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Springtime in a Small Town (2002)

Cast: Hu Jingfan, Hu Jingfan, Wu Jun, more...
Director: Tian Zhuangzhuang, Tian Zhuangzhuang
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Studio: Palm Pictures
Genre: Drama, Foreign, Costume Drama/Period Piece, Hong Kong, China
Running Time: 112 min.
Languages: Mandarin
Subtitles: English
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For his first feature since 1993's acclaimed The Blue Kite, director Tian Zhuangzhuang chose to remake a classic 1949 Chinese film, Springtime in a Small Town. The film takes place in 1946. Yuwen (Hu Jingfan) lives on a country estate with her sickly husband, Dai Liyan (Wu Jun), and his rambunctious teenage sister, Dai Xiu (Lu Sisi). They are waited on by the family's longtime servant, Lao Huang (Ye Xiaokeng). Yuwen cares for her husband and she's kind to him, but she doesn't seem to love him. Frustrated with his inability to give her a child due to his constant illness, she sleeps in a separate room. For his part, Liyan feels guilt and shame over his inability to properly care for his wife. Their lives are disrupted by the arrival of Liyan's childhood friend, Zhang Zhichen (Xin Bajqing), a well-traveled doctor. Liyan soon learns that his old friend was once his wife's neighbor, but he doesn't know that they were also in love, and had at one time planned to marry. Tensions swirl about the household as Yuwen and Zhichen try to reconcile their lingering feelings for each other with their responsibility to Liyan. Springtime in a Small Town won the San Marco Prize at the 2002 Venice Film Festival, and was selected for the 2002 New York Film Festival. ~ Josh Ralske, All Movie Guide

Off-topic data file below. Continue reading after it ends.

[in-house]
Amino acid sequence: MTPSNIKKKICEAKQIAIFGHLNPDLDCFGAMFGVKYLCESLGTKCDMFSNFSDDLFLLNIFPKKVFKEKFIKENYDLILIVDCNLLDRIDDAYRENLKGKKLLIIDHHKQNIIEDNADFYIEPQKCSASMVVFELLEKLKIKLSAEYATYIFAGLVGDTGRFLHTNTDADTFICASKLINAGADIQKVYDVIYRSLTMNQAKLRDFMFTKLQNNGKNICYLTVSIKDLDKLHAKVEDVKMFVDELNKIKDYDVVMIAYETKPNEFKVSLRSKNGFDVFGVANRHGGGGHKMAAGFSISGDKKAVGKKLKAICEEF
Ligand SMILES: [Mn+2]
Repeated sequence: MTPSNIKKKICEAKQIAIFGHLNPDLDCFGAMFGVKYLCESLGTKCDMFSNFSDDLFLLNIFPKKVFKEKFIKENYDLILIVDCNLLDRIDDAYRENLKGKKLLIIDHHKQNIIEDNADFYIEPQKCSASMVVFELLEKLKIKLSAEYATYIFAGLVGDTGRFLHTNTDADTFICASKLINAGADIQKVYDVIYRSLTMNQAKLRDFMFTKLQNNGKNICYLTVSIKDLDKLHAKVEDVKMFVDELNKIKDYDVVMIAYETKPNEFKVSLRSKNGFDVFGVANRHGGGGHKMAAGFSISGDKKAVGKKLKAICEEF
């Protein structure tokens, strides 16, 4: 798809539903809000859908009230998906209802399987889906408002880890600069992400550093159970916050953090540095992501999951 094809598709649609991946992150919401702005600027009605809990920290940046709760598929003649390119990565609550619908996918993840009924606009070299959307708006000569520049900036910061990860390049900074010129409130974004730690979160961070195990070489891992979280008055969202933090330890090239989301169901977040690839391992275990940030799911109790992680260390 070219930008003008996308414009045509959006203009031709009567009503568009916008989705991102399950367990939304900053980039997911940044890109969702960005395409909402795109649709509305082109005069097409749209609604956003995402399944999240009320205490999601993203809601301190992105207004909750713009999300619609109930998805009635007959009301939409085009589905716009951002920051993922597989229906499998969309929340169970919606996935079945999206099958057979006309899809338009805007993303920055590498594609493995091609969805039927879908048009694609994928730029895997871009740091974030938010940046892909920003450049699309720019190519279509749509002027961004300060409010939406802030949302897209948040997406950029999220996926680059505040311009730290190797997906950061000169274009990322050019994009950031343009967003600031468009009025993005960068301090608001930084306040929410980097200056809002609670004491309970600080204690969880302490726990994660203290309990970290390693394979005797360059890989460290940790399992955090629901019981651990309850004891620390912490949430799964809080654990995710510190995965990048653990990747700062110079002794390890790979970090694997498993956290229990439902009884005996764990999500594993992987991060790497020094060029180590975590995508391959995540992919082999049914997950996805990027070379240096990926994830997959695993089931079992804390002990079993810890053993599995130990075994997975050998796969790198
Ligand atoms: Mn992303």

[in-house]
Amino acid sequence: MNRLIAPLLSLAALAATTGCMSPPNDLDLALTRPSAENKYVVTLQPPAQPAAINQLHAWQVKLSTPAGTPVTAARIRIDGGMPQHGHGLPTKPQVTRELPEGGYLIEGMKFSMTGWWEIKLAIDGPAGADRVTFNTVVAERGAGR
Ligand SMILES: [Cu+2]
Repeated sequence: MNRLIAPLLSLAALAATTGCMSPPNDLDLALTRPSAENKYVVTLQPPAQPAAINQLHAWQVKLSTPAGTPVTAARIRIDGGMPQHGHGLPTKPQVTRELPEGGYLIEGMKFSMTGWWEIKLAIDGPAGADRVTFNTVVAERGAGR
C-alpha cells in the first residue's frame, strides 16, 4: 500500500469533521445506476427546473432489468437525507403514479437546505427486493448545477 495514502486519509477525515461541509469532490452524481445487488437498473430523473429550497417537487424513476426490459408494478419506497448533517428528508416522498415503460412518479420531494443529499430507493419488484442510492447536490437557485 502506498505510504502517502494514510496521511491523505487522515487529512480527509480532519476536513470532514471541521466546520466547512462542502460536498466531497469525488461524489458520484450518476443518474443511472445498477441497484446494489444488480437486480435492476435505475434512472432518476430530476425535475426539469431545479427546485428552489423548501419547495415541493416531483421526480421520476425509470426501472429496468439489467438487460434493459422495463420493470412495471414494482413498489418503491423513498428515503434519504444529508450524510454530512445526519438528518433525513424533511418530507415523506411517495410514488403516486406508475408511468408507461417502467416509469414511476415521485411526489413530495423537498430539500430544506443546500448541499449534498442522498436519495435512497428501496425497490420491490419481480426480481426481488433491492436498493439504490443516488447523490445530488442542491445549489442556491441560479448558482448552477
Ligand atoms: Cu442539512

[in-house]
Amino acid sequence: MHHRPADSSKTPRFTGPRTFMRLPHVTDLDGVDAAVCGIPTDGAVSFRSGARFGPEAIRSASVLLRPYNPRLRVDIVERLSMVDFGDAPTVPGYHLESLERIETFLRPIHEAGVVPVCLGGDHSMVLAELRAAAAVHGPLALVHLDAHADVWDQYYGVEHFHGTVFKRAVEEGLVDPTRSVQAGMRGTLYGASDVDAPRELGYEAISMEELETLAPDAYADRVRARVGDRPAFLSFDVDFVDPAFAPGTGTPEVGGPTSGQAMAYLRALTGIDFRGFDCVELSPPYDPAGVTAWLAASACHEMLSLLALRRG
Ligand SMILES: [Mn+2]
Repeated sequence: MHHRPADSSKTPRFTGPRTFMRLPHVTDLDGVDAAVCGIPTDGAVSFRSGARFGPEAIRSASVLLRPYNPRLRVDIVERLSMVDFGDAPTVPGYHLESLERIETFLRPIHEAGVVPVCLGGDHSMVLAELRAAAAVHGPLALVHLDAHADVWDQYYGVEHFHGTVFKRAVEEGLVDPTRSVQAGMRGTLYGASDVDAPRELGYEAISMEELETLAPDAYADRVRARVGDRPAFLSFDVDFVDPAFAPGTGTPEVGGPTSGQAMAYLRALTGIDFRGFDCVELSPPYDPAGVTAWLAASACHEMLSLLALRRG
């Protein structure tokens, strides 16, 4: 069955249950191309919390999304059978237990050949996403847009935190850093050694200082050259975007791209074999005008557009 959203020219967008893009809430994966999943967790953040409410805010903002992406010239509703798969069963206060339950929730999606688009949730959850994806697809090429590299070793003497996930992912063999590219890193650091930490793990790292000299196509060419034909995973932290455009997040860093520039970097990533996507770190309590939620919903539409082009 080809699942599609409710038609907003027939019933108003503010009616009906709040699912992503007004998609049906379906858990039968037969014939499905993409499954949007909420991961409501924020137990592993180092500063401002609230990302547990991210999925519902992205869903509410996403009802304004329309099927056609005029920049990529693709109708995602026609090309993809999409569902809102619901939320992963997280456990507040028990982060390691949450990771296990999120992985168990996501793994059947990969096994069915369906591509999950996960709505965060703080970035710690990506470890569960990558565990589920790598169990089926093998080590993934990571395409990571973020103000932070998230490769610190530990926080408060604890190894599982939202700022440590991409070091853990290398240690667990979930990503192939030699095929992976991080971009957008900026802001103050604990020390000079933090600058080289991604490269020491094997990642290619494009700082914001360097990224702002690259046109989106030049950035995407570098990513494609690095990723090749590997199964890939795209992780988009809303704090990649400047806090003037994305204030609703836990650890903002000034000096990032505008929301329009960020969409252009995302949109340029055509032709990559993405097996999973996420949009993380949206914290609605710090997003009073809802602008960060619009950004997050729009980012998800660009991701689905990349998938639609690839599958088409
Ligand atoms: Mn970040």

GreenCine Member Reviews

A Slow and Lovely Spring by talltale December 1, 2004 - 2:20 PM PST
3 out of 3 members found this review helpful
Slow can often be a maddening quality in a film. Occasionally, however, it's wonderful--if the movie containing it also offers characters you can identify with and/or care about. When the film also possesses beauty and grace, then its very slowness adds to the enjoyment. SPRINGTIME IN A SMALL TOWN is a case in point. Often photographed from behind see-through screens, windows and openwork ornamentation, this might seem pretentious or arty; instead the technique offers distance, elegance and the sense of an earlier time. The small cast of characters--husband, wife, young sister, manservant and best friend--are all well-realized characters, especially the husband. The actor who plays him manages to turn passivity and longing into a remarkably sexy combination. This is the kind of film in which a simple gesture takes on enormous meaning. I doubt that action-lovers will queue up, but if you are willing to tackle this film, you'll find your time well spent with a culture and period (China immediately after WWII) about which many of us know little.

GreenCine Member Rating

(Average 6.79)
19 Votes
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Visual Treats
Kudos to the Cinematographers. Without realizing it, I chose 4 Mark Lee films.

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